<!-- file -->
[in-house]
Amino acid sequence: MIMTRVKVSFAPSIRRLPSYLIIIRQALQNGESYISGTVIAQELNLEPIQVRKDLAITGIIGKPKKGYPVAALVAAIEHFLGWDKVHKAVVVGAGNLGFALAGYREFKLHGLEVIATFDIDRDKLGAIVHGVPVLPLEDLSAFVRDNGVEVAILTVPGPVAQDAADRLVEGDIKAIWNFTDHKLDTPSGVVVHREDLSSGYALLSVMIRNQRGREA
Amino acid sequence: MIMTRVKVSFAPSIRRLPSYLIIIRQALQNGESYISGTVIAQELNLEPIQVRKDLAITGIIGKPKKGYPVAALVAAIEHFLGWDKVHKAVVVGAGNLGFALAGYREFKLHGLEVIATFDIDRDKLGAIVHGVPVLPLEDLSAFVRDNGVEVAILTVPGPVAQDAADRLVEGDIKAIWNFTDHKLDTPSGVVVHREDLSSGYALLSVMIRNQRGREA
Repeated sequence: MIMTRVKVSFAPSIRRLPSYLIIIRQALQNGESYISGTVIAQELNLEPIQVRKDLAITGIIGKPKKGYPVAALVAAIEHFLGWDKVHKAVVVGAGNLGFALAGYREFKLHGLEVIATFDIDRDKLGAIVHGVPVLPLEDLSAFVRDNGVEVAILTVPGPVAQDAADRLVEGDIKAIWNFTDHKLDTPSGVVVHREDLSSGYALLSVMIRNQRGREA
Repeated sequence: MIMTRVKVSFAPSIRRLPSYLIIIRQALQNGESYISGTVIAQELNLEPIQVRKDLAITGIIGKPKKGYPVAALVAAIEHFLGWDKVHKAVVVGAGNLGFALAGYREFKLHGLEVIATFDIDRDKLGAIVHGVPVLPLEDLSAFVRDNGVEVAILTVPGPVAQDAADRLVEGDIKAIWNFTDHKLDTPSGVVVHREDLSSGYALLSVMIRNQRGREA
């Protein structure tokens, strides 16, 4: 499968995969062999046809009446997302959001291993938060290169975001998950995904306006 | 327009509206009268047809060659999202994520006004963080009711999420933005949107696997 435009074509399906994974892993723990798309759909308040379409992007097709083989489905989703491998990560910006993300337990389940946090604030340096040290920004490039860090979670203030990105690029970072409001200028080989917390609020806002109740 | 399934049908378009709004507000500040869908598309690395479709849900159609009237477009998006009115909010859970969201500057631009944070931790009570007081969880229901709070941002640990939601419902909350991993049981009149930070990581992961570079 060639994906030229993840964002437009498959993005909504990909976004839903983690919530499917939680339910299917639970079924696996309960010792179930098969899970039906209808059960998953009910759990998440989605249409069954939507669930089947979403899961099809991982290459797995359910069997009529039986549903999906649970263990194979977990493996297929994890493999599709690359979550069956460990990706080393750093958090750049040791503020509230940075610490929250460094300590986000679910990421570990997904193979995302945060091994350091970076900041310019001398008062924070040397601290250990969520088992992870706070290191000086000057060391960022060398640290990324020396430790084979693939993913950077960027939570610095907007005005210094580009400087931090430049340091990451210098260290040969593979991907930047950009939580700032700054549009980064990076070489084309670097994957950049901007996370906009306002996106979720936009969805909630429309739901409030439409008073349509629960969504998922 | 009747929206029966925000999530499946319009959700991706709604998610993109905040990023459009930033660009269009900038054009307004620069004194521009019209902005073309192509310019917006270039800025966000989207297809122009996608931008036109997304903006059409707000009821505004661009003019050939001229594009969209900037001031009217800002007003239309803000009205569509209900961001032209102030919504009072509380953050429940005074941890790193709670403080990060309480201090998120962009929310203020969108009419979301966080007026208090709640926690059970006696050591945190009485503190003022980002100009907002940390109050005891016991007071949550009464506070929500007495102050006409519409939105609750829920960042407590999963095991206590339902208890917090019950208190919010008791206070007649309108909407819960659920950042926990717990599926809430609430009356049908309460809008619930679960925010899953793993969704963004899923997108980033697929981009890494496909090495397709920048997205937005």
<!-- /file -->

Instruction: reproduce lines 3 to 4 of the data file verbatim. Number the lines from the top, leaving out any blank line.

Amino acid sequence: MIMTRVKVSFAPSIRRLPSYLIIIRQALQNGESYISGTVIAQELNLEPIQVRKDLAITGIIGKPKKGYPVAALVAAIEHFLGWDKVHKAVVVGAGNLGFALAGYREFKLHGLEVIATFDIDRDKLGAIVHGVPVLPLEDLSAFVRDNGVEVAILTVPGPVAQDAADRLVEGDIKAIWNFTDHKLDTPSGVVVHREDLSSGYALLSVMIRNQRGREA
Repeated sequence: MIMTRVKVSFAPSIRRLPSYLIIIRQALQNGESYISGTVIAQELNLEPIQVRKDLAITGIIGKPKKGYPVAALVAAIEHFLGWDKVHKAVVVGAGNLGFALAGYREFKLHGLEVIATFDIDRDKLGAIVHGVPVLPLEDLSAFVRDNGVEVAILTVPGPVAQDAADRLVEGDIKAIWNFTDHKLDTPSGVVVHREDLSSGYALLSVMIRNQRGREA